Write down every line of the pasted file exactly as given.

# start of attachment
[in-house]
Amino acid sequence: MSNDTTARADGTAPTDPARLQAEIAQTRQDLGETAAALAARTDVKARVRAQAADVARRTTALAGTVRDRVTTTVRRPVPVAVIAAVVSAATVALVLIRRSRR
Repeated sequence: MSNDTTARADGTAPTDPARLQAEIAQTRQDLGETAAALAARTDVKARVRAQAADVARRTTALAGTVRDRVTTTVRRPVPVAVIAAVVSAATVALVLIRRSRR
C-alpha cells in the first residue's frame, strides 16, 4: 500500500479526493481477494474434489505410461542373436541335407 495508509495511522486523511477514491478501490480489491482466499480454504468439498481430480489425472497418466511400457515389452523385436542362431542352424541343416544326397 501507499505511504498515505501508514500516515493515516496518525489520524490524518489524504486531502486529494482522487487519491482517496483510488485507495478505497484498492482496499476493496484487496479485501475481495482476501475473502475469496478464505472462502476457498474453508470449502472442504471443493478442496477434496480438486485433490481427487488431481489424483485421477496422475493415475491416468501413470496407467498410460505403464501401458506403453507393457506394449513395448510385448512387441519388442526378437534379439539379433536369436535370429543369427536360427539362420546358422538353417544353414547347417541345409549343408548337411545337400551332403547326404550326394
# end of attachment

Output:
[in-house]
Amino acid sequence: MSNDTTARADGTAPTDPARLQAEIAQTRQDLGETAAALAARTDVKARVRAQAADVARRTTALAGTVRDRVTTTVRRPVPVAVIAAVVSAATVALVLIRRSRR
Repeated sequence: MSNDTTARADGTAPTDPARLQAEIAQTRQDLGETAAALAARTDVKARVRAQAADVARRTTALAGTVRDRVTTTVRRPVPVAVIAAVVSAATVALVLIRRSRR
C-alpha cells in the first residue's frame, strides 16, 4: 500500500479526493481477494474434489505410461542373436541335407 495508509495511522486523511477514491478501490480489491482466499480454504468439498481430480489425472497418466511400457515389452523385436542362431542352424541343416544326397 501507499505511504498515505501508514500516515493515516496518525489520524490524518489524504486531502486529494482522487487519491482517496483510488485507495478505497484498492482496499476493496484487496479485501475481495482476501475473502475469496478464505472462502476457498474453508470449502472442504471443493478442496477434496480438486485433490481427487488431481489424483485421477496422475493415475491416468501413470496407467498410460505403464501401458506403453507393457506394449513395448510385448512387441519388442526378437534379439539379433536369436535370429543369427536360427539362420546358422538353417544353414547347417541345409549343408548337411545337400551332403547326404550326394